Sometimes a good challenge is all it takes to push students to achieve their full potential, and in Chester County, that’s happening the most at Downingtown STEM, Phoenixville, Conestoga, Great Valley, Unionville, and Downingtown East high schools.
All six ranked among Pennsylvania’s Top 20 in The Washington Post’s 2017 listing of America’s Most Challenging High Schools.
The annual scoresheet grades schools on the number of college-level Advanced Placement, International Baccalaureate, and Advanced International Certificate of Education tests given each year, divided by the number of seniors who graduated that year.
“In 1998, the first year of what I call the Challenge Index, only about one percent of U.S. schools qualified,” said Post reporter Jay Mathews. “The number this year is up to about 12 percent.”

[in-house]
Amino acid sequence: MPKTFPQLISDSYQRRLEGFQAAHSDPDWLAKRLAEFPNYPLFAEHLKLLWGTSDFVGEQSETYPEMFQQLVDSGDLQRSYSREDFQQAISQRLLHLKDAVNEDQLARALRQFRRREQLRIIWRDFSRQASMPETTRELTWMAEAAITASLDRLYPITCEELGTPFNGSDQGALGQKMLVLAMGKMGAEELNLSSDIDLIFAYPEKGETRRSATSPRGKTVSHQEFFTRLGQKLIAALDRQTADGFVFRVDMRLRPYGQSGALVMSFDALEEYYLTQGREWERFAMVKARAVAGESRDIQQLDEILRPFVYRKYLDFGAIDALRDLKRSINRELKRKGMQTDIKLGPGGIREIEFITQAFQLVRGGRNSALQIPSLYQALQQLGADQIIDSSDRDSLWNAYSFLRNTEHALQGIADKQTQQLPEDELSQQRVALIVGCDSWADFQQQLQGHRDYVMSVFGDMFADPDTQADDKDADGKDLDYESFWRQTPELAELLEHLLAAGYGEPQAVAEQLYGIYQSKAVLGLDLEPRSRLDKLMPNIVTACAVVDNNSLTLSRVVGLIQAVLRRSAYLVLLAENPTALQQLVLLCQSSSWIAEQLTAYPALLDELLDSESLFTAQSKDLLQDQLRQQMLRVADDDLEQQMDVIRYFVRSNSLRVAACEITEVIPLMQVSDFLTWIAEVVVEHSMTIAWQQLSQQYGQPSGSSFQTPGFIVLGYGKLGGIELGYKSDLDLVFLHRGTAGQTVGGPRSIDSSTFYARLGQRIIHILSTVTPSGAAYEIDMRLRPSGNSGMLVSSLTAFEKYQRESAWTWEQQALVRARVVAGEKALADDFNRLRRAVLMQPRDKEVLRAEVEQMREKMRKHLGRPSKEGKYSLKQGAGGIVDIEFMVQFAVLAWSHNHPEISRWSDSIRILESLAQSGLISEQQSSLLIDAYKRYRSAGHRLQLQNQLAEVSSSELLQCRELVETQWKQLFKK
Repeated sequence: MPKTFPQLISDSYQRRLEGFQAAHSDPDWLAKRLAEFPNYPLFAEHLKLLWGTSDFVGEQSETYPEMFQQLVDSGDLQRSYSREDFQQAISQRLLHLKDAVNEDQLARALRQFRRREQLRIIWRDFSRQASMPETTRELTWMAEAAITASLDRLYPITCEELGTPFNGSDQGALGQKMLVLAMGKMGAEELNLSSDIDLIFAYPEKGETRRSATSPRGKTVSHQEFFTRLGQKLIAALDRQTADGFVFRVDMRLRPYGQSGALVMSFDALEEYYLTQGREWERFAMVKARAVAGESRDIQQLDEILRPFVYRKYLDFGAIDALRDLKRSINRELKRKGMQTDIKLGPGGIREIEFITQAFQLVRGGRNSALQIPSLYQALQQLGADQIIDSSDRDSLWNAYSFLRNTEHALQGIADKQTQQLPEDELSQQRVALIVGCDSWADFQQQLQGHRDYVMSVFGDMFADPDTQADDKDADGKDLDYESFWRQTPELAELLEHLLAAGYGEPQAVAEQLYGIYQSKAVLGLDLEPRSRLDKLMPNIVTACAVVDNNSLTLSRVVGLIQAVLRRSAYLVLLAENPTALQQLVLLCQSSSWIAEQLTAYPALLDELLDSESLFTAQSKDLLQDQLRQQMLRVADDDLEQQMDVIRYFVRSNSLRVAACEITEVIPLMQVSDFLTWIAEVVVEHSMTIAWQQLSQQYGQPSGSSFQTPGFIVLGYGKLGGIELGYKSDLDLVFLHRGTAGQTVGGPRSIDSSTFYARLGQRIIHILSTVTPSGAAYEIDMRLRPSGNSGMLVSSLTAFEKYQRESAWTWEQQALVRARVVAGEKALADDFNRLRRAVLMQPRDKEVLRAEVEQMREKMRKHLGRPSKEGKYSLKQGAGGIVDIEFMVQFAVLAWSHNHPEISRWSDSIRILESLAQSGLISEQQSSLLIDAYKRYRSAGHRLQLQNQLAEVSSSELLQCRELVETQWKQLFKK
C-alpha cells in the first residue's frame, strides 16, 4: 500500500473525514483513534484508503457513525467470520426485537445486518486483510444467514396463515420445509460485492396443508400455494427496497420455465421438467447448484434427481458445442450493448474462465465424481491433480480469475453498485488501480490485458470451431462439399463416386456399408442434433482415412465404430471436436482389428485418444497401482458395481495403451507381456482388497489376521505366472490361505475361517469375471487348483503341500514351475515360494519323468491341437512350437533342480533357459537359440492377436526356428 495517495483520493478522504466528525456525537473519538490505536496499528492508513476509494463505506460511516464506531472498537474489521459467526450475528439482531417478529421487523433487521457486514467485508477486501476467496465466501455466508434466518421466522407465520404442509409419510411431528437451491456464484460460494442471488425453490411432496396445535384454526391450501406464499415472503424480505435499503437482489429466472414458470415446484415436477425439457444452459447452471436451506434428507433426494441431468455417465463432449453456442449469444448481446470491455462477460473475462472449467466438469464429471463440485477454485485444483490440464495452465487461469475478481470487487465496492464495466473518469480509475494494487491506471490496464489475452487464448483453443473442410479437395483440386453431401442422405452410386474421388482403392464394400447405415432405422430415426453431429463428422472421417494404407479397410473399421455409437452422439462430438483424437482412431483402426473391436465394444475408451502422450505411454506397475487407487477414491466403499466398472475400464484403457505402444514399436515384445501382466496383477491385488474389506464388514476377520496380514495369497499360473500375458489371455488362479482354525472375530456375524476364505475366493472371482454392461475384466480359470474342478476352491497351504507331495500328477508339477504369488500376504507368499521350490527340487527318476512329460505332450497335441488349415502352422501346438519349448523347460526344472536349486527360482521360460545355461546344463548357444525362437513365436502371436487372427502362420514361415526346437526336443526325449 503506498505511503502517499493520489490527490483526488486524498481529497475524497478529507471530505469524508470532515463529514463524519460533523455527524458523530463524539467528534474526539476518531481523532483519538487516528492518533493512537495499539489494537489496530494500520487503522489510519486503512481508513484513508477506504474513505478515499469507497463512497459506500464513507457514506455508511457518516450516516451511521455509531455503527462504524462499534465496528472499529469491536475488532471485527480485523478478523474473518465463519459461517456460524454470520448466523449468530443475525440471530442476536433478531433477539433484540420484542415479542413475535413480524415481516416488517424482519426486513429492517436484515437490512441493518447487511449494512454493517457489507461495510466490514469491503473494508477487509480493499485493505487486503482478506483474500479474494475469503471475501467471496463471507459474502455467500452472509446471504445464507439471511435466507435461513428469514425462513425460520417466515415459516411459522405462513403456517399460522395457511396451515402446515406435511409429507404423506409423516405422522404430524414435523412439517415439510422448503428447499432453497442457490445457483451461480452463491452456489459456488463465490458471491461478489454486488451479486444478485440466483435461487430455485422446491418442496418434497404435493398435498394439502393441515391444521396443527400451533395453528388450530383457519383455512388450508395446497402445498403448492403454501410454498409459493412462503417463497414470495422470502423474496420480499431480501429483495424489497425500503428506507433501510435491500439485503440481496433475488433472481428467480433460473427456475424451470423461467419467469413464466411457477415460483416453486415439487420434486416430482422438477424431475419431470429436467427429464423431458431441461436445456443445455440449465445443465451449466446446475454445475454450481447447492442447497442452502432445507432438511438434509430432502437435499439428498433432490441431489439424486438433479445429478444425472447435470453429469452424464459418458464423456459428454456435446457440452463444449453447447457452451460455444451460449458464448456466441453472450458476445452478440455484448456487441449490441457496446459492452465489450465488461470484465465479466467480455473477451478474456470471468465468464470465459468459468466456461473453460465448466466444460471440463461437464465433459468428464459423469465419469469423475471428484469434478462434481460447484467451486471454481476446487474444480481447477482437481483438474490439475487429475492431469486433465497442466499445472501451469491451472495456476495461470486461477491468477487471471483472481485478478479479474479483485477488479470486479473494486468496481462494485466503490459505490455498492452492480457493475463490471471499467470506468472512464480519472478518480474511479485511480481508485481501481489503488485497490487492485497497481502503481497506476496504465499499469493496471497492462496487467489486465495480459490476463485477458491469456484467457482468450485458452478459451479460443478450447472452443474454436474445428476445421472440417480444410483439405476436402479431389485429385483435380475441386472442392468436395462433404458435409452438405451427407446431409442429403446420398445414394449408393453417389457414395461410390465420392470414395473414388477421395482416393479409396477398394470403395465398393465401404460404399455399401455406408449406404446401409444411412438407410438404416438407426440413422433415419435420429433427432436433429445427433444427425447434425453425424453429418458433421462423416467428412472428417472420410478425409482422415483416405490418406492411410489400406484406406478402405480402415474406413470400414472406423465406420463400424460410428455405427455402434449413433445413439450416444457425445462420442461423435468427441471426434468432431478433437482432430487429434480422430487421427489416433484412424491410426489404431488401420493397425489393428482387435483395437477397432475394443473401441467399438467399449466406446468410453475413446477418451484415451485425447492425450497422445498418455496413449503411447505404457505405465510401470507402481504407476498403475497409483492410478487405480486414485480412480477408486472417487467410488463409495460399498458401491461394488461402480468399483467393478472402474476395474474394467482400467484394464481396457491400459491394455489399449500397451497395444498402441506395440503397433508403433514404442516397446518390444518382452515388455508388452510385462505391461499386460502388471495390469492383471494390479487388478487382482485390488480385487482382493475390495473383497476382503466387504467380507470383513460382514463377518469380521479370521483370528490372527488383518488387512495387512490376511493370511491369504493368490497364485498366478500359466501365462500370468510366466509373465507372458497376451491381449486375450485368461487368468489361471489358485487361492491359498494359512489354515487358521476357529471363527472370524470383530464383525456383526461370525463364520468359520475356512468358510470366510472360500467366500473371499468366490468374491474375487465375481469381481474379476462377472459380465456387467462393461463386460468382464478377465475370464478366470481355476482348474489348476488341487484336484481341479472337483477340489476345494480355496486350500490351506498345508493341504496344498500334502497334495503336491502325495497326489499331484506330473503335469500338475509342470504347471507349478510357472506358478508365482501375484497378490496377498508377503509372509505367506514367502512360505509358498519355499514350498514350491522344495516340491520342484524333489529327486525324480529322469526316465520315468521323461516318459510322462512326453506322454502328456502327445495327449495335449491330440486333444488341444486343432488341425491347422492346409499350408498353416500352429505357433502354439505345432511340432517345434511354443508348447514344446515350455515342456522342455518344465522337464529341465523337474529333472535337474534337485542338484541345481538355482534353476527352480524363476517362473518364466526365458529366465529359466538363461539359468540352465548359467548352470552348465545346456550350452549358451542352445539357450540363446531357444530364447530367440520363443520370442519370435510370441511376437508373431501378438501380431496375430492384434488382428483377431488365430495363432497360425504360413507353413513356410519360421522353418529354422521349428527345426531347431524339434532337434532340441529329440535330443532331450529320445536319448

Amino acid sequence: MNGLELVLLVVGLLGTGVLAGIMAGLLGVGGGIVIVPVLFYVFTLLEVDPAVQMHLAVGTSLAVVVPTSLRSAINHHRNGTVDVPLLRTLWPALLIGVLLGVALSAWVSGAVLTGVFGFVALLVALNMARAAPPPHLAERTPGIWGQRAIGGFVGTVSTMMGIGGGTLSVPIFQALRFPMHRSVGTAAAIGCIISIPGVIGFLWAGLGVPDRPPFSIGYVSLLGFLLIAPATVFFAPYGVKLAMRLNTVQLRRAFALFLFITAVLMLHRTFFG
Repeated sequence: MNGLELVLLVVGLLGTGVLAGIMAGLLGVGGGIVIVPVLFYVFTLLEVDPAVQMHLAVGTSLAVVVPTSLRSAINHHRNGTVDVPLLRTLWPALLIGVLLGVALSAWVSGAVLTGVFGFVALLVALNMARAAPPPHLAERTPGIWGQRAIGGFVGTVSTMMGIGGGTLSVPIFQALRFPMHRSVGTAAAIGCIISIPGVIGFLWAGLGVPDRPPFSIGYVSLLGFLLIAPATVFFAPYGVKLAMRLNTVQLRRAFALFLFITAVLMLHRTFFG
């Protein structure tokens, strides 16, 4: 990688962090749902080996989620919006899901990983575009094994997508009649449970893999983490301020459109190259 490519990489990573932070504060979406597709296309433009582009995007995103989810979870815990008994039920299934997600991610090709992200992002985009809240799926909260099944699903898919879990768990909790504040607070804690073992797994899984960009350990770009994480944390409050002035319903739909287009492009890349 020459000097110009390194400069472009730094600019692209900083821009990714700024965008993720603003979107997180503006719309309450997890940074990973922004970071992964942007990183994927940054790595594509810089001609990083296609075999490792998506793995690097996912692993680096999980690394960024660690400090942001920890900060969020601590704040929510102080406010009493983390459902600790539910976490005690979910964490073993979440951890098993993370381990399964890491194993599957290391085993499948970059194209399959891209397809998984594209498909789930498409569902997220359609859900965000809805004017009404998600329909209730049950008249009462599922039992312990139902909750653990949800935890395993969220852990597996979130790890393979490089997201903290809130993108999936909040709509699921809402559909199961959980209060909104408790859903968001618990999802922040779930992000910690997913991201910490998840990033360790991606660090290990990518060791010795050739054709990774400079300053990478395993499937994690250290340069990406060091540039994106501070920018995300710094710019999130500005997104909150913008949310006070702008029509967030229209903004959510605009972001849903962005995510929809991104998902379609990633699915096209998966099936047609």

Downingtown STEM was best in the state and No. 118 in the nation. There, 99.5 percent of grads passed at least one of the college-level tests, and its total was just shy of six tests per student.
Phoenixville edged out Conestoga as fifth and sixth in the state with 3.4 and 3.2 tests-per-student totals, respectively. Great Valley came in ninth at 2.7, Unionville 12th at 2.5 and Downingtown East 19th at almost 2.2.
“The average score on all AP exams has held steady from 2003 to 2016 despite the portion of low-income test-takers increasing from 9.5 to 21.8 percent,” the article stated.
Of the Top 20, Phoenixville’s 25 percent of students who qualified for lunch subsidies was the county’s highest potential for low-income test-takers.
Read more details of the rankings in The Washington Post here.